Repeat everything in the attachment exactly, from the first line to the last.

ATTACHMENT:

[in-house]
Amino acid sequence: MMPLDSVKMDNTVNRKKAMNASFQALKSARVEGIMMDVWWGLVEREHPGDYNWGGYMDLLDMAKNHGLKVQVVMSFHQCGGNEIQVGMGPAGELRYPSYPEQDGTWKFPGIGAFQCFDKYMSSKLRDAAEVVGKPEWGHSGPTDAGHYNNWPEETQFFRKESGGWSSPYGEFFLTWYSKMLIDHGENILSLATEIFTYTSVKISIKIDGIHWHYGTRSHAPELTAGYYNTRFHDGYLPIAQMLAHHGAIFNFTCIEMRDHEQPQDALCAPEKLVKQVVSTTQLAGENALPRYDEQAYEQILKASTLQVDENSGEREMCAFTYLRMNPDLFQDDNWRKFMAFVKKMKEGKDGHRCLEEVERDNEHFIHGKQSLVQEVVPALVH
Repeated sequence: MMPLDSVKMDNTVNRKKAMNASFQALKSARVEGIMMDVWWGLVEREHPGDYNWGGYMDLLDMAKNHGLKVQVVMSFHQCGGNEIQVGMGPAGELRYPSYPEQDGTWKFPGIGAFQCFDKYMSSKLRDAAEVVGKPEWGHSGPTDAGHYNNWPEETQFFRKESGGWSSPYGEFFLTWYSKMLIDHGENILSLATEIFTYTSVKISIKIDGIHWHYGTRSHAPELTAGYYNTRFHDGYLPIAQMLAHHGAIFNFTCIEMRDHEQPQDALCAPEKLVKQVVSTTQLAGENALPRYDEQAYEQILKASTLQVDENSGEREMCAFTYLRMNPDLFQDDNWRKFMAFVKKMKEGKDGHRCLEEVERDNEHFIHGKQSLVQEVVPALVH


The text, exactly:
[in-house]
Amino acid sequence: MMPLDSVKMDNTVNRKKAMNASFQALKSARVEGIMMDVWWGLVEREHPGDYNWGGYMDLLDMAKNHGLKVQVVMSFHQCGGNEIQVGMGPAGELRYPSYPEQDGTWKFPGIGAFQCFDKYMSSKLRDAAEVVGKPEWGHSGPTDAGHYNNWPEETQFFRKESGGWSSPYGEFFLTWYSKMLIDHGENILSLATEIFTYTSVKISIKIDGIHWHYGTRSHAPELTAGYYNTRFHDGYLPIAQMLAHHGAIFNFTCIEMRDHEQPQDALCAPEKLVKQVVSTTQLAGENALPRYDEQAYEQILKASTLQVDENSGEREMCAFTYLRMNPDLFQDDNWRKFMAFVKKMKEGKDGHRCLEEVERDNEHFIHGKQSLVQEVVPALVH
Repeated sequence: MMPLDSVKMDNTVNRKKAMNASFQALKSARVEGIMMDVWWGLVEREHPGDYNWGGYMDLLDMAKNHGLKVQVVMSFHQCGGNEIQVGMGPAGELRYPSYPEQDGTWKFPGIGAFQCFDKYMSSKLRDAAEVVGKPEWGHSGPTDAGHYNNWPEETQFFRKESGGWSSPYGEFFLTWYSKMLIDHGENILSLATEIFTYTSVKISIKIDGIHWHYGTRSHAPELTAGYYNTRFHDGYLPIAQMLAHHGAIFNFTCIEMRDHEQPQDALCAPEKLVKQVVSTTQLAGENALPRYDEQAYEQILKASTLQVDENSGEREMCAFTYLRMNPDLFQDDNWRKFMAFVKKMKEGKDGHRCLEEVERDNEHFIHGKQSLVQEVVPALVH